New York: Bernard Madoff’s lawyer has told a judge scheduled to sentence the disgraced financier next week that 12 years in prison would be sufficient punishment for his client.
Madoff has admitted that he swindled tens of billions of investor’s dollars in one of history’s biggest frauds.
Attorney Ira Sorkin also said in court papers made public on Tuesday that his 71-year-old client “will speak to the shame he has felt and to the pain he has caused” when US District Judge Denny Chin sentences him on Monday.
“We seek neither mercy nor sympathy,” Sorkin wrote. But he urged Chin to “set aside the emotion and hysteria attendant to this case” as he determines the sentence.
Janice Oh, a spokeswoman for federal prosecutors in Manhattan, said that the office had no comment.
Madoff faces up to 150 years in prison after pleading guilty on 12 March to 11 felony counts including securities fraud and perjury. He admitted operating a massive pyramid scheme for decades.
Sorkin said a sentence of a dozen years in prison would acknowledge Madoff’s voluntary surrender, full acceptance of responsibility, meaningful cooperation efforts and the nonviolent nature of his crime.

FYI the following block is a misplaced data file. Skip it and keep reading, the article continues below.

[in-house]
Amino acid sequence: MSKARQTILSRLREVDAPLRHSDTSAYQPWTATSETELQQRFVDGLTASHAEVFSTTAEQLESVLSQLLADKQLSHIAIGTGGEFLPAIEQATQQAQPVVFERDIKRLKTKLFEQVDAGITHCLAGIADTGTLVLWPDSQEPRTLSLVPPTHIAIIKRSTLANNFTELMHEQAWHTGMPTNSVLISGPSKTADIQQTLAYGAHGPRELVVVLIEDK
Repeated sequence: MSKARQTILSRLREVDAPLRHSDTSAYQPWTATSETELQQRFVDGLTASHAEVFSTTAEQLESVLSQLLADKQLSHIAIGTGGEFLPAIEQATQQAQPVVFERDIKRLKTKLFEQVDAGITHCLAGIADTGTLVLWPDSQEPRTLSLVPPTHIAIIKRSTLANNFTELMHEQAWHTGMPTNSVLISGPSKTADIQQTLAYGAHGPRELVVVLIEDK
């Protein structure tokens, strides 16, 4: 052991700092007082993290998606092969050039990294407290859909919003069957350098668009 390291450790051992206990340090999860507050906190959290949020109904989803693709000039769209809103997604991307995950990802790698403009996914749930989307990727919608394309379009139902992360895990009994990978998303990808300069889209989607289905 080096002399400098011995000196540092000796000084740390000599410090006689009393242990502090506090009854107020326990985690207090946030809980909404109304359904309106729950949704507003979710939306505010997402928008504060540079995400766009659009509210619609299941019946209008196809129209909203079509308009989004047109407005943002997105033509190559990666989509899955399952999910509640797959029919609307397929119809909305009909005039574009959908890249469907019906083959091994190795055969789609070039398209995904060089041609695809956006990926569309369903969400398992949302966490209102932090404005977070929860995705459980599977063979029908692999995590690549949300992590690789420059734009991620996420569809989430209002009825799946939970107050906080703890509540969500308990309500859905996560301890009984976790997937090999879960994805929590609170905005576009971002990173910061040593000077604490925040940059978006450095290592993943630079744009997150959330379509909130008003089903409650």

Still, the lawyer added that a prison term of 15 to 20 years would not disproportionately punish Madoff compared to sentences given other white collar criminals.
“Indeed, such a range will appropriately eliminate concerns for disparate treatment among similarly situated nonviolent offenders,” he wrote.
The lawyer included in his submission to the court late on Monday an analysis of sentences given to defendants in fraud-related cases between 1999 and 2008 that concluded the average sentence when leniency was not provided was 15.3 years in prison.
He also noted that Madoff’s age would leave him with an average life expectancy of 12.6 more years.
In his submission, Sorkin cited dozens of letters from Madoff victims urging Chin to make sure Madoff never gets out of prison.
“The significant anger and resentment evidence in the victims’ words is no doubt justified in light of the circumstances of this case,” Sorkin said. “Thankfully, none of the fury expressed in the victim statements has been as shocking as the death threats and anti-Semitic e-mails that have been directed toward Madoff and his counsel.”
Madoff was arrested in December after he confessed to his sons that the private investment side of his business was a fraud. Authorities say Madoff promised investors their accounts were worth as much as $65 billion. In reality, only several hundred million dollars remained.